Twice this week I was surrounded by intellectual and affluent people casually throwing the phrase “Buddhist terrorism” around. First time I heard it, my heart sank. It was embarrassing in the context they were using it. Worst of all, there was nothing I could say to oppose the phrase as they were right in doing so. It was painful because I watched a part of my identity – perhaps, the most integral part of my identity – being demonised, and unfortunately for me, they were justified in doing so. It broke my heart to hear the most peace-loving, non-violent term i know annexed to the suffix, terrorism.
This rant will be touching on three points;
First and foremost; I am not a Buddhist because the Sri Lankan social structure deems that a child is born in to a religion. I am not a Buddhist because my parents are Buddhist. I am not a Buddhist because my education background is predominantly Buddhist. I consider myself a Buddhist because the philosophy is what helped me rationalise the world around me and embrace both the beauty and impermeability of life with an open mind. You won’t see me at a temple every fortnight but rest assured my day to day life is very much in line with the teachings of the three pitakas and philosophy of Lord Buddha. My connection with my philosophy being one that I arrived at, and not one that was forced on me makes it an even more personal one that I hold dear and near to me.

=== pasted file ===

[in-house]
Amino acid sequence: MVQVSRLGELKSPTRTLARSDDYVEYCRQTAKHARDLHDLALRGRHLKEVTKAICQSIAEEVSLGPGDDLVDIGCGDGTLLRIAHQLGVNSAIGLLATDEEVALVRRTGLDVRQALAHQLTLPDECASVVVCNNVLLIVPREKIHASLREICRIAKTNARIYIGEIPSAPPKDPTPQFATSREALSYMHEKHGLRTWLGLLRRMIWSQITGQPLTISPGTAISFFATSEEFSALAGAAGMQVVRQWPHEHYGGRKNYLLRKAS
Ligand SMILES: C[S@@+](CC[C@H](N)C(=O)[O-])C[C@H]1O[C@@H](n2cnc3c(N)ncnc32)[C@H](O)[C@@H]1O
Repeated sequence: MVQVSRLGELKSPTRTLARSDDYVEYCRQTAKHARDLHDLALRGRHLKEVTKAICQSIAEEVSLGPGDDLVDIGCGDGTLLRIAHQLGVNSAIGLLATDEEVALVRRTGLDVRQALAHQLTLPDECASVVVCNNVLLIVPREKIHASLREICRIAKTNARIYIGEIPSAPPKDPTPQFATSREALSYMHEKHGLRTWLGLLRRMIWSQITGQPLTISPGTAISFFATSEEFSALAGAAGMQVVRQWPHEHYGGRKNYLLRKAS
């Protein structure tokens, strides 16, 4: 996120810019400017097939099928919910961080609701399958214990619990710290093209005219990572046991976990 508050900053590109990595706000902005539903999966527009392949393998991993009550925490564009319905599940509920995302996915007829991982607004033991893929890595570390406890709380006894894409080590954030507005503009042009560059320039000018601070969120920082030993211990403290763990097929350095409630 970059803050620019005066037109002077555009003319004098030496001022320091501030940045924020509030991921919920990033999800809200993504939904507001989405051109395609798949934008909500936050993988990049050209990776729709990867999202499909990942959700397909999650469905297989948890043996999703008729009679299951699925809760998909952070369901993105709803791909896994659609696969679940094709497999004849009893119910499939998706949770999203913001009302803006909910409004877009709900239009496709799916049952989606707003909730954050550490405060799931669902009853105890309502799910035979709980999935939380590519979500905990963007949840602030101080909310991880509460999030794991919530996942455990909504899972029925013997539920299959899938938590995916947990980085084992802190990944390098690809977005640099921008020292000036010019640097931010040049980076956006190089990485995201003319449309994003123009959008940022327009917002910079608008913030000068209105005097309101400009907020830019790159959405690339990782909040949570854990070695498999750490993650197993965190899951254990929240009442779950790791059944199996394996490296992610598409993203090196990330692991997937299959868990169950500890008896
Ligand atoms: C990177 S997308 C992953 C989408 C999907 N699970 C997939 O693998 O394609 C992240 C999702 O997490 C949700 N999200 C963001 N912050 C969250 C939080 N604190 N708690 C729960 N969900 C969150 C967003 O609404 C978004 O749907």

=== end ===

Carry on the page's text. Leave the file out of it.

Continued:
This brings me to my second point; the reason as to why it was gut wrenchingly painful to listen to the phrase “Buddhist terrorism”. Lord Buddha’s philosophy was built on the pillars of moderation, impermanence and non-violence. If you were to ask me to summarize what I’ve learned reading the three pitakas, it would boil down to the aforementioned three concepts. Buddhism is a philosophy that promotes non-violence; to oneself, and all living beings including and animals and trees! In the spirit of keeping the rant concise, simply put, loosely translating what every other tuk-tuk has quoted right above “amma budu weva” and now increasingly (unfortunately) “Sinha-le”, Lord Buddha says in the dhammapada, “hatred doesn’t cease by hatred, but only by love” expounding on the values of non-violence.
And that brings me to my third point; I am ashamed of us. I’m ashamed of you and I. No, I’m not ashamed to be Buddhist. But I am utterly ashamed by those of us who know the true essence of Buddhism and are practitioners of the great visionary’s philosophy. I am ashamed because we are staying silent as few robed rogues are robbing us of our faith, robbing us of our identity and hurting our souls in the process. At this point, it’s not longer Gnasara, BBS or the Sinha-le that’s at at fault. It’s us. We are at fault for not defending our identity and watching silently as a few people – yet again – skew an integral part of our identity in their favour. Please, I implore, tell our brothers and sisters that it’s okay that they speak differently, dress differently, worship to another God. Our Buddha taught us to coexist, to respect, just like your God. We are all worshiping at different platforms, to different monuments, praying for the same things. Let’s show them what we are made of, let’s show them what we’ve been taught. Before it’s too late, before Buddhist terrorism becomes a household term that no longer surprises us.
In conclusion, to quote my favourite poet, “the darkest place in hell is reserved for those who maintain their neutrality in times of moral crisis.” – Dante Alighieri .
May the power of Metta heal us.